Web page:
The Chinese government certainly acted quickly and successfully to reverse the first downward sales trend for new car sales it experienced during the second half of 2008. Today, thanks largely to a hefty cut in sales tax on cars with a 1.6-litre engine or less, sales are up in the first quarter year-on-year, including a 34% increase between February and March this year. And since the government announced at the end of March that it would include the logistics sector in its stimulus measures, it would appear that the automotive logistics sector, standing in the crosshairs of policy, stands to benefit mightily.
The reality is not quite so clear, and judging from the perceptions of logistics managers from carmakers as well as LSPs in China, there is a need for a wider policy debate as the automotive sector continues to grow. There are certainly some very impressive plans.
At the Automotive Logistics Conference this week in Shanghai, Wei Yong, Division Chief for Transport and Logistics at the National Development and Reform Commission, swept into the event to run off a pretty list of measures. It included plans to improve infrastructure, build special logistics zones, develop the railway and intermodal further and also to build state of the art distribution centres and warehouses. He assured the audience that automotive logistics was considered to be a very “important” part of the logistics sector, and one that could play an exemplary role, particularly as the industry expands and domestic players become more global.
He provided no further details, however, of how the plans would affect automotive logistics specifically; he also didn’t address other issues vital to the sector today, such as environmental regulation, truck length and overloading. He left promptly after delivering his statement, too busy to stick around for any questions he said. We don’t doubt how busy he is, but he nevertheless left many companies wondering what the reality of the grand plans will really mean to them.
Maggie Wang, Regional Logistics Supervisor from Delphi Asia Pacific, told Automotive Logistics that while the new government has certainly done more than the previous, she wonders about the execution of the plans. “The feeling is that the government is good at making plans, but needs someone to deliver results,” she said.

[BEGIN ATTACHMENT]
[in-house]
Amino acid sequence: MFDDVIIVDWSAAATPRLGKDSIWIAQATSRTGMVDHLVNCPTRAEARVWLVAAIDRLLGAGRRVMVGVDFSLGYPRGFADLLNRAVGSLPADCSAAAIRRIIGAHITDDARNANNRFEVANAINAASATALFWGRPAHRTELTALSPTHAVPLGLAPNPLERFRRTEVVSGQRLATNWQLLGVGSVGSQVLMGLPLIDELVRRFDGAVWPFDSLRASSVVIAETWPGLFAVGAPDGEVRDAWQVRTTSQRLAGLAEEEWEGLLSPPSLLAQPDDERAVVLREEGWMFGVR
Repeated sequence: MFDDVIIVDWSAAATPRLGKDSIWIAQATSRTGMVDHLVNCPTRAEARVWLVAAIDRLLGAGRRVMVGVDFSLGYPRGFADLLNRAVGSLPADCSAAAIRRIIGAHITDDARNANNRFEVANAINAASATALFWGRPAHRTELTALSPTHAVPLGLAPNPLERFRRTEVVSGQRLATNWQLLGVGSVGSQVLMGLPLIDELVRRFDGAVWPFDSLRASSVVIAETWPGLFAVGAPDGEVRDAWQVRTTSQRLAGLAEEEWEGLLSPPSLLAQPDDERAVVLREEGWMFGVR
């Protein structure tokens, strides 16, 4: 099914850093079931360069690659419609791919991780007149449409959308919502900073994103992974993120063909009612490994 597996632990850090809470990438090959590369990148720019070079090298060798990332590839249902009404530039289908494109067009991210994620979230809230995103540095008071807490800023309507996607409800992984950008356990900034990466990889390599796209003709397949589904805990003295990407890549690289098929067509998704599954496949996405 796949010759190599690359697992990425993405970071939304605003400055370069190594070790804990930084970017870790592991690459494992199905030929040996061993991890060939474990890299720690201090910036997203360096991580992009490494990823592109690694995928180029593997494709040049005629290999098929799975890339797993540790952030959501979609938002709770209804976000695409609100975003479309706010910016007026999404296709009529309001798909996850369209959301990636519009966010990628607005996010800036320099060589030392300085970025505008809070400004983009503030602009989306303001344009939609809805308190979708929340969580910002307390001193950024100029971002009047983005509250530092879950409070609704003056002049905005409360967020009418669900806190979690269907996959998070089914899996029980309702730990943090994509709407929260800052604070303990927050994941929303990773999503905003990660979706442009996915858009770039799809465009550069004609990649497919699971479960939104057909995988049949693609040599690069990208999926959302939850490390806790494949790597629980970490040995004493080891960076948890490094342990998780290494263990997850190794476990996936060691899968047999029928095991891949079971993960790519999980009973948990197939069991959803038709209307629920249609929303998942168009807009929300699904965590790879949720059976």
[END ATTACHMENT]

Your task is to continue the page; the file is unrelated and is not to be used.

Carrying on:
Edwin Chow, Regional Director Asia Pacific and Automotive Sector Head for DHL, felt that most of the plans would benefit the local, asset-owning company that could now buy trucks at lower rates thanks to tax breaks. “However, if a foreign company can get into one of the logistics zones at the right time, there are also many good incentives,” he said. 
But not all the local players see it that way. Even if stimulus measures offer tax breaks, many see problems with current regulations that hamper the profitability of local companies. Robert Jiang, General Manager for Shanghai Dajin Logistics, said that current policy actually favours non-asset companies, such as foreign LSPs. “You are only allowed a certain amount of invoices for each truck that you own, which can hamper the effectiveness of the fleet,” he said. “But if you’re a non-asset company, using a sub-contractor, you have no limit on invoices.”
Jiang also believes that incentives are much higher for companies investing in higher-skilled labour, such as electronics production, than for warehousing and truck drivers, for example.
George Ho, Senior Logistics Manager for the Chinese carmaker, Geely, said there are a number of issues that the sector will have to lobby the government to change. Among them is a customs procedure that makes it difficult for Geely to export aftermarket parts. Under current policy, if an export part is damaged, and a carmaker needs to re-export components worth more than $600, it will be subjected to a heavy duty, on top of the taxes it might have to pay abroad. “This means that we might not be able to ship our own parts to dealers for spares, which leave us with less control over quality,” he told Automotive Logistics.
While Mr Ho admits it’s a frustrating policy, he also is fairly confident in the ability to lobby the government for change. “As the industry has grown so fast, there are many such policies that will need to be reviewed in the coming years, but I think we will resolve them,” he said.
There is ample evidence that he is right, considering the expediency in which the government can act. However, policies such as these, along with inconsistent laws on car carrier length and loading, which often leaves China’s road covered with dangerously overloaded trucks, need to be addressed with an urgency similar to the stimulus plans.